In “the Hebrew scriptures, especially the prophets in the Old Testament, God’s people are often referred to as a remnant people,” wrote Fr. McQuinn. “In many ways, the Catholic Church in Western civilization is just that, a remnant of what she once was. Past generations remember churches with standing room only crowds on Sundays. The Archdiocese of Chicago had over 500 parishes 60 years ago. Five years ago, there were about 365 parishes in the Archdiocese of Chicago. We need only 200.
“The Renew My Church initiative is helping us to live and give witness to our faith honestly, humbly, and realistically. We don’t need 365 parishes. Roughly 20% of all people who self-identify as Roman Catholic practice the faith—that is, go to Sunday Mass—with any regularity. For years, the Archdiocese claimed a Catholic population of over two million yet, in 2018, only 379,168 or 18% came to Mass.
“Our Lady of the Holy Family embraces the invitation of the new evangelization,” Fr. McQuinn continued. “We will focus on giving a vibrant and vital witness to Jesus Christ and his body, the Church through radical hospitality, joyful celebration of Sunday Mass, and the implementation of the corporal and spiritual works of mercy. The parish food pantry, which used to operate out of the Holy Family Church location, is being moved to the parish property on Flournoy and Ada. The pantry will unite with our Hot Meals to the Homeless ministry, offering a more complete outreach and service to our sisters and brothers in need. The parish property was first developed by French missionaries in the mid-1800s. We have a beautiful, enclosed backyard large enough to celebrate Sunday Mass in the evenings. We hope to develop that area soon and begin outdoor celebrations by the fall.”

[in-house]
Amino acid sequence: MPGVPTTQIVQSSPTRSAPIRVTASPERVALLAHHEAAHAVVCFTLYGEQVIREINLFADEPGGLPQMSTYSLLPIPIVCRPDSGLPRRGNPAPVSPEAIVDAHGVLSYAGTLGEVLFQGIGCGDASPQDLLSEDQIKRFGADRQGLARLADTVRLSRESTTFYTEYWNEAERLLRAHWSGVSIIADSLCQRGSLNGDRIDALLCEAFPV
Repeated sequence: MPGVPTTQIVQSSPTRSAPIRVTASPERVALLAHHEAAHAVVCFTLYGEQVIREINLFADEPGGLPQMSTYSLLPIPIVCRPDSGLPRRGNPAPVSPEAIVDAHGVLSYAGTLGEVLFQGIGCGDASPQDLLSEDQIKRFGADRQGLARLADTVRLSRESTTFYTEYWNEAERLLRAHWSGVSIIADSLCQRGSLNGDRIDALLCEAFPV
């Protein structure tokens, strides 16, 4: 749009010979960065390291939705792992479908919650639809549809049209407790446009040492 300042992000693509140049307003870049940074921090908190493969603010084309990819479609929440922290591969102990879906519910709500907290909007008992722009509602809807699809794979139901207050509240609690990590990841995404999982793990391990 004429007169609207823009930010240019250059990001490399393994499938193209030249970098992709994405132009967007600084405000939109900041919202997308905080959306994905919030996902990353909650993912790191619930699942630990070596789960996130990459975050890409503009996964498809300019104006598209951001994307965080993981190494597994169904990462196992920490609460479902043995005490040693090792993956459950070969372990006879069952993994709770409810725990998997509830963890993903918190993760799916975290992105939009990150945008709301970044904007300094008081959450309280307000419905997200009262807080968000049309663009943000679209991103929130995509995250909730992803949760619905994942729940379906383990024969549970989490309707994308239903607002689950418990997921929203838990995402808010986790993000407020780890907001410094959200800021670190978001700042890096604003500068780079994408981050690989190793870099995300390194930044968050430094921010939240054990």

“For the longest time, we couldn’t go to the actual churches,” said Pedroza, citing the coronavirus (COVID-19) pandemic. “It’s a big challenge, but I pray and I hope that, in the end, everything works out.”
While rumors surfaced about holding regular Masses at Holy Family Church, Quentin Maguire, director of communications for Midwest Jesuits, wrote, “To our knowledge, there is not a plan for a regularly scheduled Sunday 9 a.m. (or any other) parish Mass at Holy Family Church. If there were to be a regularly scheduled public Mass at Holy Family Church, it would be authorized by Our Lady of the Holy Family Parish, and coordinated by St. Ignatius College Prep.”
Our Lady of the Holy Family parish currently holds Masses six days weekly: Sunday Masses at 9 and 11 a.m., inside Notre Dame de Chicago Church; Monday Mass at 6 p.m., followed by the Rosary at 6:30 p.m., inside Notre Dame de Chicago Church; Tuesday, Wednesday, Thursday Masses at 8 a.m. in the Harrison Street Chapel, 1335 W. Harrison Street; and Friday Mass at 6 p.m. followed by reconciliation and adoration from 6:30 to 7:30 p.m. inside Notre Dame de Chicago Church.
To register to attend Sunday Mass, call or email the parish or register on the parish’s website before 3 p.m. on the Friday prior to Mass. Phone (312) 488-9883 or email OLHFParish@archchicago.org.